What is mammography
A mammogram is an X-ray examination of the breasts to look for abnormalities in the breast tissue.
A mammogram helps to determine whether an abnormality in the breast tissue is benign, or potentially malignant, requiring further investigation.
Breast tomosynthesis (3D mammography) is an advanced form of mammography, providing 3D imaging of the breast, allowing for greater detection of abnormalities.
Why have I been referred for a mammogram?
A diagnostic mammogram is usually performed to investigate a change in the breast, pain or other abnormality detected during a physical examination.
Screening mammograms may be performed routinely for people who have a higher risk of developing breast cancer.
How do I prepare for a mammogram?
During the scan, your breasts are slowly compressed between two plates. As some patients can find the pressure uncomfortable, it is recommended to schedule your booking one week after your menstrual period. Please inform our staff if you have breast implants as we may need to allow for a longer appointment.
Please avoid using the following on the morning of your scan as these substances may affect the quality of the images:
- perfume or
- talcum powder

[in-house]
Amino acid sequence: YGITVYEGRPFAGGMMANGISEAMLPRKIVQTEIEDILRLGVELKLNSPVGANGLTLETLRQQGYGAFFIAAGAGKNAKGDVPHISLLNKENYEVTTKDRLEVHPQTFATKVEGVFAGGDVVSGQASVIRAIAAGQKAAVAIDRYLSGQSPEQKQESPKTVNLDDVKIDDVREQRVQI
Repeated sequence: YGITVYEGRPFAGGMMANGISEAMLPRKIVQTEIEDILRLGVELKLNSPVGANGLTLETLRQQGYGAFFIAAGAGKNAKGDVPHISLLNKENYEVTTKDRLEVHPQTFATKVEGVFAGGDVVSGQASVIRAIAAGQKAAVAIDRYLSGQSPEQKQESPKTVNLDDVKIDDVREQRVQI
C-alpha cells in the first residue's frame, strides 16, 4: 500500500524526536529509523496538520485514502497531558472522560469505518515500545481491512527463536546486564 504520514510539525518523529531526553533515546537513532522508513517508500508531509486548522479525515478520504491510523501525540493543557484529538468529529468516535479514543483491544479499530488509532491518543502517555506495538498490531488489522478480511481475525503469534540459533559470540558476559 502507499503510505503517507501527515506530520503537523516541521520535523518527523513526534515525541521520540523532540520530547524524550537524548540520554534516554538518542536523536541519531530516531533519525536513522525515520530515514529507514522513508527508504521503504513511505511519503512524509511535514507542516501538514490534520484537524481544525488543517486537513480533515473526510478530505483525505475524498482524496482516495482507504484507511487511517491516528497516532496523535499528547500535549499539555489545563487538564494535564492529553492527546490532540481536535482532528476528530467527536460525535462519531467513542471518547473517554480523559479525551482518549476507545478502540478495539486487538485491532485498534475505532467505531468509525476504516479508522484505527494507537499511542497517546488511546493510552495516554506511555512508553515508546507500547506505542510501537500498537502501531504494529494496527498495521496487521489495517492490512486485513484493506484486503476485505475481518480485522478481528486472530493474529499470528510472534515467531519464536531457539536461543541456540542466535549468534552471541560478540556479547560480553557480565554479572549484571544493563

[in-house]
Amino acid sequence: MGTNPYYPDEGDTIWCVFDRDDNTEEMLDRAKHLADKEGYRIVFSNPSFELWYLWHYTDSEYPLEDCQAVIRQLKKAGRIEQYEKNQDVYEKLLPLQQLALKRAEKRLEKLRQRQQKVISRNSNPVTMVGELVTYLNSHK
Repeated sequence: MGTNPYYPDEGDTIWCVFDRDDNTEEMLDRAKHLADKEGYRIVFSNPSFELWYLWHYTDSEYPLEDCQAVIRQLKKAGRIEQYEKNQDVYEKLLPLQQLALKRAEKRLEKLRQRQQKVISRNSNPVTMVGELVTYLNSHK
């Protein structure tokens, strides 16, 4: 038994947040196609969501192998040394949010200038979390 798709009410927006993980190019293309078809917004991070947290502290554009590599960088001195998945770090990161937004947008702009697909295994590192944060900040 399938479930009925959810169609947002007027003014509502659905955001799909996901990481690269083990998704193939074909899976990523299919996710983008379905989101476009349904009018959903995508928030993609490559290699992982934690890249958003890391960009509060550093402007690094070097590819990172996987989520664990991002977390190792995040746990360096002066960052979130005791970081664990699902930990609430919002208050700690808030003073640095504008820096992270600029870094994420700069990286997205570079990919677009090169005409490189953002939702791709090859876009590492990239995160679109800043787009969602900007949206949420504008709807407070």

We also recommend wearing a two piece outfit to assist with changing.
What happens during a mammogram?
A female radiographer who specialises in mammography will ask you a few questions about your current symptoms and medical history.
Each breast will be examined one at a time by being placed between two specialised plates and compressed whilst the X-ray is being taken. The compression improves the quality of the image, making it easier to detect an abnormality.
How long will my mammogram take?
A standard 3D Mammogram usually takes 10-15 minutes to perform. Mammograms are typically performed in conjunction with an ultrasound. Please allow about 1 hour in our clinic.
What are the risks of a mammogram?
Mammography uses X-rays so it comes with the same risks of radiation as an X-ray scan. The dose of radiation used is low making the risks rare.
The risks associated with radiation include:
- A small increase in the risk of developing cancer. This low risk is outweighed by the benefit of the scan itself in detecting breast cancer.
When do I get my mammogram results?
Your images will be reviewed by our radiologist (specialist doctor) and the report will be sent to your doctor within a few days. Please see your doctor to discuss the results.
We offer accessible services by bulk billing almost all examinations and procedures. To find out more, visit our billing information page.
Complete our booking form and one of our friendly staff will contact you – it’s quick, and easy. Click on the below link and follow the simple steps. Remember to have your referral handy.